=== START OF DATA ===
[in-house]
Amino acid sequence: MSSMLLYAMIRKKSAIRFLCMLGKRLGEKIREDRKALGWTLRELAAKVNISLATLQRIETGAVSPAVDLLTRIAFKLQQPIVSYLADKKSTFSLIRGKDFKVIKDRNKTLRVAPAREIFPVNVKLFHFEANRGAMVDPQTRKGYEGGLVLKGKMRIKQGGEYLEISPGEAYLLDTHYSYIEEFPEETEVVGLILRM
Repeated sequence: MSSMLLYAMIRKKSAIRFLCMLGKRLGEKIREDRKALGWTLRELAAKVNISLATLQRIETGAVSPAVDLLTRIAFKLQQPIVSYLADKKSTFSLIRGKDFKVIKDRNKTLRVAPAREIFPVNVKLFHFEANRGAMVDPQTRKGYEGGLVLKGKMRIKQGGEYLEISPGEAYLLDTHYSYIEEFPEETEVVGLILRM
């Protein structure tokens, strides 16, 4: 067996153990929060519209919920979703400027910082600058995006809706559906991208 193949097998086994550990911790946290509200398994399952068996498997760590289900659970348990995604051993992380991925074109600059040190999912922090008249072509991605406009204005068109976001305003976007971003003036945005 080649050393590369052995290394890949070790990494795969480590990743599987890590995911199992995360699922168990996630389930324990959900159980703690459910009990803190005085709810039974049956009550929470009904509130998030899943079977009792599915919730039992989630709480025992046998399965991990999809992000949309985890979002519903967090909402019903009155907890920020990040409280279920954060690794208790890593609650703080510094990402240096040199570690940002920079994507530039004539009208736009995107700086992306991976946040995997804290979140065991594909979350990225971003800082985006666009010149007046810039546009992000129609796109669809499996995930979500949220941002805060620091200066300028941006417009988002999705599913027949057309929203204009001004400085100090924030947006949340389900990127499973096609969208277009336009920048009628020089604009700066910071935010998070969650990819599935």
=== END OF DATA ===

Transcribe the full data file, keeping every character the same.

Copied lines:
[in-house]
Amino acid sequence: MSSMLLYAMIRKKSAIRFLCMLGKRLGEKIREDRKALGWTLRELAAKVNISLATLQRIETGAVSPAVDLLTRIAFKLQQPIVSYLADKKSTFSLIRGKDFKVIKDRNKTLRVAPAREIFPVNVKLFHFEANRGAMVDPQTRKGYEGGLVLKGKMRIKQGGEYLEISPGEAYLLDTHYSYIEEFPEETEVVGLILRM
Repeated sequence: MSSMLLYAMIRKKSAIRFLCMLGKRLGEKIREDRKALGWTLRELAAKVNISLATLQRIETGAVSPAVDLLTRIAFKLQQPIVSYLADKKSTFSLIRGKDFKVIKDRNKTLRVAPAREIFPVNVKLFHFEANRGAMVDPQTRKGYEGGLVLKGKMRIKQGGEYLEISPGEAYLLDTHYSYIEEFPEETEVVGLILRM
């Protein structure tokens, strides 16, 4: 067996153990929060519209919920979703400027910082600058995006809706559906991208 193949097998086994550990911790946290509200398994399952068996498997760590289900659970348990995604051993992380991925074109600059040190999912922090008249072509991605406009204005068109976001305003976007971003003036945005 080649050393590369052995290394890949070790990494795969480590990743599987890590995911199992995360699922168990996630389930324990959900159980703690459910009990803190005085709810039974049956009550929470009904509130998030899943079977009792599915919730039992989630709480025992046998399965991990999809992000949309985890979002519903967090909402019903009155907890920020990040409280279920954060690794208790890593609650703080510094990402240096040199570690940002920079994507530039004539009208736009995107700086992306991976946040995997804290979140065991594909979350990225971003800082985006666009010149007046810039546009992000129609796109669809499996995930979500949220941002805060620091200066300028941006417009988002999705599913027949057309929203204009001004400085100090924030947006949340389900990127499973096609969208277009336009920048009628020089604009700066910071935010998070969650990819599935």